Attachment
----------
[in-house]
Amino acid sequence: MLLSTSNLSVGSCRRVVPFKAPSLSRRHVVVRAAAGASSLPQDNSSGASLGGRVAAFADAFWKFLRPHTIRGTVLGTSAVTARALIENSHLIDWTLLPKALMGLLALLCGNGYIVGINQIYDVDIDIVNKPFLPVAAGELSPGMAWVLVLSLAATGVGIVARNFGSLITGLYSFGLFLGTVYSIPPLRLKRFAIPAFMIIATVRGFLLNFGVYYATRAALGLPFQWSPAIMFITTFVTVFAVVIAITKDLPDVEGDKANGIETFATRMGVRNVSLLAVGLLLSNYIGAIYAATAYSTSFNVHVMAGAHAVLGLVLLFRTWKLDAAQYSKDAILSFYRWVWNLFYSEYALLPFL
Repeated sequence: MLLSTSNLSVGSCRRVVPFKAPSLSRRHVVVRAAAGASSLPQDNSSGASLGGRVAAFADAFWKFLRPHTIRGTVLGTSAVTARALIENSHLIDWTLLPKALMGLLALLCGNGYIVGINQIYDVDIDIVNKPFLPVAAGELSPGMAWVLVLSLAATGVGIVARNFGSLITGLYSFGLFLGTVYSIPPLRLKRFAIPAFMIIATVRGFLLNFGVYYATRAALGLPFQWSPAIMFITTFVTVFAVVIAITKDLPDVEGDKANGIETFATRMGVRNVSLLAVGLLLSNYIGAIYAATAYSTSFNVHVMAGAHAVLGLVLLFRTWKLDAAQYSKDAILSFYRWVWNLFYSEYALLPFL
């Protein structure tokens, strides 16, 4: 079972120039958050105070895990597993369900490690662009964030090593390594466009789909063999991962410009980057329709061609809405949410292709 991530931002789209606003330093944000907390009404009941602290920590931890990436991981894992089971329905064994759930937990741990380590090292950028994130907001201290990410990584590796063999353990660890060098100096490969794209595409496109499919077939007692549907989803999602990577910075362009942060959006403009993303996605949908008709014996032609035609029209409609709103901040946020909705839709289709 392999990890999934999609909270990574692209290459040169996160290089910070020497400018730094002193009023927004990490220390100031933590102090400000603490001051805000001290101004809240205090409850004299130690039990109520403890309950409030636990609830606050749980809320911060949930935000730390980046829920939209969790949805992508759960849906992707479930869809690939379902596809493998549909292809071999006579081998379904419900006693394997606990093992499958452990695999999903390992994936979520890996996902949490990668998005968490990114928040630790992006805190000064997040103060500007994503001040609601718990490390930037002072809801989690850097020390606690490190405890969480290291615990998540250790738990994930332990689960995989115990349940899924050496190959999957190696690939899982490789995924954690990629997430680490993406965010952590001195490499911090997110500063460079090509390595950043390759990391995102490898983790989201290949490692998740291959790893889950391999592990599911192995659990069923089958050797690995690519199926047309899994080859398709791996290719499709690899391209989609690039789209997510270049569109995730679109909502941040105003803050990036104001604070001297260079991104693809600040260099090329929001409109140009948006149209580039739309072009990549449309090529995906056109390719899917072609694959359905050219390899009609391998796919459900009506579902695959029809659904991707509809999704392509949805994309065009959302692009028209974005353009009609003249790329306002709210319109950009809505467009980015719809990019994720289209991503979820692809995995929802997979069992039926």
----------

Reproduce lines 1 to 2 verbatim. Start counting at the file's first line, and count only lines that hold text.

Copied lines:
[in-house]
Amino acid sequence: MLLSTSNLSVGSCRRVVPFKAPSLSRRHVVVRAAAGASSLPQDNSSGASLGGRVAAFADAFWKFLRPHTIRGTVLGTSAVTARALIENSHLIDWTLLPKALMGLLALLCGNGYIVGINQIYDVDIDIVNKPFLPVAAGELSPGMAWVLVLSLAATGVGIVARNFGSLITGLYSFGLFLGTVYSIPPLRLKRFAIPAFMIIATVRGFLLNFGVYYATRAALGLPFQWSPAIMFITTFVTVFAVVIAITKDLPDVEGDKANGIETFATRMGVRNVSLLAVGLLLSNYIGAIYAATAYSTSFNVHVMAGAHAVLGLVLLFRTWKLDAAQYSKDAILSFYRWVWNLFYSEYALLPFL